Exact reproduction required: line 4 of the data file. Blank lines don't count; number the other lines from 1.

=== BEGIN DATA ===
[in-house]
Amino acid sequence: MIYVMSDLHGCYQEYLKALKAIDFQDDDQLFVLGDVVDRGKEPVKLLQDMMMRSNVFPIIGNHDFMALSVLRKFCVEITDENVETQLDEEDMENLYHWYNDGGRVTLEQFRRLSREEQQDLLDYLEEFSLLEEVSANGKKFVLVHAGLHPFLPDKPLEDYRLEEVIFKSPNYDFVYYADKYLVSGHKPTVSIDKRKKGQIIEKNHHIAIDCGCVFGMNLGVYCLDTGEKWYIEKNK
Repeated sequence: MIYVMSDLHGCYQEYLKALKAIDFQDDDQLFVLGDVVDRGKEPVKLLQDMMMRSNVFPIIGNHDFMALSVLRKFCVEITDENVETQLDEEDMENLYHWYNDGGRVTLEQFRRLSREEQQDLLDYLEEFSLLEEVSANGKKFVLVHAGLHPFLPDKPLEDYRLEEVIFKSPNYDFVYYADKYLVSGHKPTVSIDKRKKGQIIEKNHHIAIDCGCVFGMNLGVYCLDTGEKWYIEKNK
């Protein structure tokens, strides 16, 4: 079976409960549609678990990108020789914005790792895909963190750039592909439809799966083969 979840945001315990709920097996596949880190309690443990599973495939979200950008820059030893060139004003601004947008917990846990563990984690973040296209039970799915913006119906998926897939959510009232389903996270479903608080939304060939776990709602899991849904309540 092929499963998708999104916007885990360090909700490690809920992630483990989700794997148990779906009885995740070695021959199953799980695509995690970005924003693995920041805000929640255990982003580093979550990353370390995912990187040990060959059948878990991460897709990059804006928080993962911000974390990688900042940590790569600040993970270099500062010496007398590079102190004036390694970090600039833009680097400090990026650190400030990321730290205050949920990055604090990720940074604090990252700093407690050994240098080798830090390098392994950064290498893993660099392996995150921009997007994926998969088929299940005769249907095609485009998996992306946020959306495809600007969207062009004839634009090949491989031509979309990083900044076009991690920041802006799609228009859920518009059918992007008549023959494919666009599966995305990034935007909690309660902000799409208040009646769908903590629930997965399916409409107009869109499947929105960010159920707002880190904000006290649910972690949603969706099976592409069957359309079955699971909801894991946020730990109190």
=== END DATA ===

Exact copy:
């Protein structure tokens, strides 16, 4: 079976409960549609678990990108020789914005790792895909963190750039592909439809799966083969 979840945001315990709920097996596949880190309690443990599973495939979200950008820059030893060139004003601004947008917990846990563990984690973040296209039970799915913006119906998926897939959510009232389903996270479903608080939304060939776990709602899991849904309540 092929499963998708999104916007885990360090909700490690809920992630483990989700794997148990779906009885995740070695021959199953799980695509995690970005924003693995920041805000929640255990982003580093979550990353370390995912990187040990060959059948878990991460897709990059804006928080993962911000974390990688900042940590790569600040993970270099500062010496007398590079102190004036390694970090600039833009680097400090990026650190400030990321730290205050949920990055604090990720940074604090990252700093407690050994240098080798830090390098392994950064290498893993660099392996995150921009997007994926998969088929299940005769249907095609485009998996992306946020959306495809600007969207062009004839634009090949491989031509979309990083900044076009991690920041802006799609228009859920518009059918992007008549023959494919666009599966995305990034935007909690309660902000799409208040009646769908903590629930997965399916409409107009869109499947929105960010159920707002880190904000006290649910972690949603969706099976592409069957359309079955699971909801894991946020730990109190």